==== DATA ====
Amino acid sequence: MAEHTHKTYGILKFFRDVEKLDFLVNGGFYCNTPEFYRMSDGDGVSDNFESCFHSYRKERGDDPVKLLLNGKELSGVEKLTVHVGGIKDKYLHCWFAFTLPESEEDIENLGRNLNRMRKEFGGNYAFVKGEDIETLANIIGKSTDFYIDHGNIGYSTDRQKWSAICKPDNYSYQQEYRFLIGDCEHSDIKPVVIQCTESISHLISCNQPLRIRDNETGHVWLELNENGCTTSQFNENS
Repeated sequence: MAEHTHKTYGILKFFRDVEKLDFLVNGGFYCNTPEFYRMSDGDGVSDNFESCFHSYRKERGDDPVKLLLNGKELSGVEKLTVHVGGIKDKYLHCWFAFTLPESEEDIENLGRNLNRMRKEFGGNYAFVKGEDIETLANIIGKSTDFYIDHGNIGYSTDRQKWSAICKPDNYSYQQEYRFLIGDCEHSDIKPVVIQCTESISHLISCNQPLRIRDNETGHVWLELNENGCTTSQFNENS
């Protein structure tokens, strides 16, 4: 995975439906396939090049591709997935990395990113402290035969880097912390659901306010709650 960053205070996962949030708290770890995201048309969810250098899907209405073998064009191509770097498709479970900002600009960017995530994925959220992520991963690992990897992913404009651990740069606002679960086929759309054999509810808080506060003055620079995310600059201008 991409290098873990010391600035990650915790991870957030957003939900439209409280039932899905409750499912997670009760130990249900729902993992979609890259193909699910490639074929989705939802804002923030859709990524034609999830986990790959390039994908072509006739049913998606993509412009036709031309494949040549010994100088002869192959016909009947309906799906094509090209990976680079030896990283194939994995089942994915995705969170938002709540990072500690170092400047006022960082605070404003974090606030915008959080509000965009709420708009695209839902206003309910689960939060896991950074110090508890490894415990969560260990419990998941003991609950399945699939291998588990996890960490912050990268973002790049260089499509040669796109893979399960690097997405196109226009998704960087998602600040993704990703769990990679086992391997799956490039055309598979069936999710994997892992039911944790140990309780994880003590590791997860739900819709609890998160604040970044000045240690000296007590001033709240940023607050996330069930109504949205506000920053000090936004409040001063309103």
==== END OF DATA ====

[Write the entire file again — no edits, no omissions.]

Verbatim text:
Amino acid sequence: MAEHTHKTYGILKFFRDVEKLDFLVNGGFYCNTPEFYRMSDGDGVSDNFESCFHSYRKERGDDPVKLLLNGKELSGVEKLTVHVGGIKDKYLHCWFAFTLPESEEDIENLGRNLNRMRKEFGGNYAFVKGEDIETLANIIGKSTDFYIDHGNIGYSTDRQKWSAICKPDNYSYQQEYRFLIGDCEHSDIKPVVIQCTESISHLISCNQPLRIRDNETGHVWLELNENGCTTSQFNENS
Repeated sequence: MAEHTHKTYGILKFFRDVEKLDFLVNGGFYCNTPEFYRMSDGDGVSDNFESCFHSYRKERGDDPVKLLLNGKELSGVEKLTVHVGGIKDKYLHCWFAFTLPESEEDIENLGRNLNRMRKEFGGNYAFVKGEDIETLANIIGKSTDFYIDHGNIGYSTDRQKWSAICKPDNYSYQQEYRFLIGDCEHSDIKPVVIQCTESISHLISCNQPLRIRDNETGHVWLELNENGCTTSQFNENS
């Protein structure tokens, strides 16, 4: 995975439906396939090049591709997935990395990113402290035969880097912390659901306010709650 960053205070996962949030708290770890995201048309969810250098899907209405073998064009191509770097498709479970900002600009960017995530994925959220992520991963690992990897992913404009651990740069606002679960086929759309054999509810808080506060003055620079995310600059201008 991409290098873990010391600035990650915790991870957030957003939900439209409280039932899905409750499912997670009760130990249900729902993992979609890259193909699910490639074929989705939802804002923030859709990524034609999830986990790959390039994908072509006739049913998606993509412009036709031309494949040549010994100088002869192959016909009947309906799906094509090209990976680079030896990283194939994995089942994915995705969170938002709540990072500690170092400047006022960082605070404003974090606030915008959080509000965009709420708009695209839902206003309910689960939060896991950074110090508890490894415990969560260990419990998941003991609950399945699939291998588990996890960490912050990268973002790049260089499509040669796109893979399960690097997405196109226009998704960087998602600040993704990703769990990679086992391997799956490039055309598979069936999710994997892992039911944790140990309780994880003590590791997860739900819709609890998160604040970044000045240690000296007590001033709240940023607050996330069930109504949205506000920053000090936004409040001063309103």